The Dutch explorer Abel Tasman was the first European to land on the shores of Tasmania in 1642. Landing at Blackman Bay and later having the Dutch flag flown at North Bay, Tasman named the island Anthoonij van Diemenslandt, in honour of Anthony van Diemen, the Governor-General of the Dutch East Indies, who had sent Tasman on his voyage of discovery.
From the 1800s to the 1853 abolition of penal transportation (known simply as “transportation”), Van Diemen’s Land was the primary penal colony in Australia. Following the suspension of transportation to New South Wales, all transported convicts were sent to Van Diemen’s Land. In total, some 73,000 convicts were transported to Van Diemen’s Land or about 40% of all convicts sent to Australia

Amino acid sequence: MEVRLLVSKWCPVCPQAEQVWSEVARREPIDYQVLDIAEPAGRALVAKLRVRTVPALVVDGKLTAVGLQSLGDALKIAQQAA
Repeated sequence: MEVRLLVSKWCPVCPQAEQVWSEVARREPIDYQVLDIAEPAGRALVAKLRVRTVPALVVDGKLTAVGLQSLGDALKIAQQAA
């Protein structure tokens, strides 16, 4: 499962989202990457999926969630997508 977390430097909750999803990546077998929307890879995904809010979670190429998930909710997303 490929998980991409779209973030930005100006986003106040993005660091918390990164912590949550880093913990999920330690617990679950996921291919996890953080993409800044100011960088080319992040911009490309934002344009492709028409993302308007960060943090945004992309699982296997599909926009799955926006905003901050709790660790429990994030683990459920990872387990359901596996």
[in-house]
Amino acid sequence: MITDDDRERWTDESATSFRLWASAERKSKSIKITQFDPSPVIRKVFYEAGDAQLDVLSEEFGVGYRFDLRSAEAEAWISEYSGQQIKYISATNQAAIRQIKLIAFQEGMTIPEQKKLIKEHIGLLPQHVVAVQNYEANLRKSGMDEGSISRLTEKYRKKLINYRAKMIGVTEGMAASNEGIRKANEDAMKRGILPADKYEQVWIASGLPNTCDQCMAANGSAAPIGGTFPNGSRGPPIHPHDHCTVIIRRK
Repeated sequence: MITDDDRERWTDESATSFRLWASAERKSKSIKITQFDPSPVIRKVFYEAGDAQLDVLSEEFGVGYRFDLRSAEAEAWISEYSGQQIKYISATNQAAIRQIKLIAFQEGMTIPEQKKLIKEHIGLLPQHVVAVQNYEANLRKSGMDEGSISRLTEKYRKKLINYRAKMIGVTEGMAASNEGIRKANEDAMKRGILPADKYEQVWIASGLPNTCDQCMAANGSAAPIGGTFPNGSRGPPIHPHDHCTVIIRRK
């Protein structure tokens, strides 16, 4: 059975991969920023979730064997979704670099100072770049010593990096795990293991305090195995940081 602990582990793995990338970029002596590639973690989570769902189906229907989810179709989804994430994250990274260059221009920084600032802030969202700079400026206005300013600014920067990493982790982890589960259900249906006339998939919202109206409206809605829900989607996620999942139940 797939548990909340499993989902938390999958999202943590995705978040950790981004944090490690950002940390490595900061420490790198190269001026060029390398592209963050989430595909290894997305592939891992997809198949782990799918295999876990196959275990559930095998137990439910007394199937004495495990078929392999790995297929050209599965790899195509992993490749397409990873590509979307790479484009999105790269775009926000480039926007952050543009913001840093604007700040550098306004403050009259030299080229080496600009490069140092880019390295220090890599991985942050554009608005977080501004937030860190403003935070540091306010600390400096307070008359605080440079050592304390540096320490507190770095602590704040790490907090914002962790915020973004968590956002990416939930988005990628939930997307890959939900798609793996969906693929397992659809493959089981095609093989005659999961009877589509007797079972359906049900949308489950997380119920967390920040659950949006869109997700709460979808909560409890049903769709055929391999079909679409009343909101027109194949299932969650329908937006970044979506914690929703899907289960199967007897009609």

In 1856, Van Diemen’s Land was renamed Tasmania. This removed the unsavoury criminal connotations with the name Van Diemen’s Land (and the “demon” connotation) while honouring Abel Tasman, the first European to find the island. The last penal settlement in Tasmania at Port Arthur closed in 1877.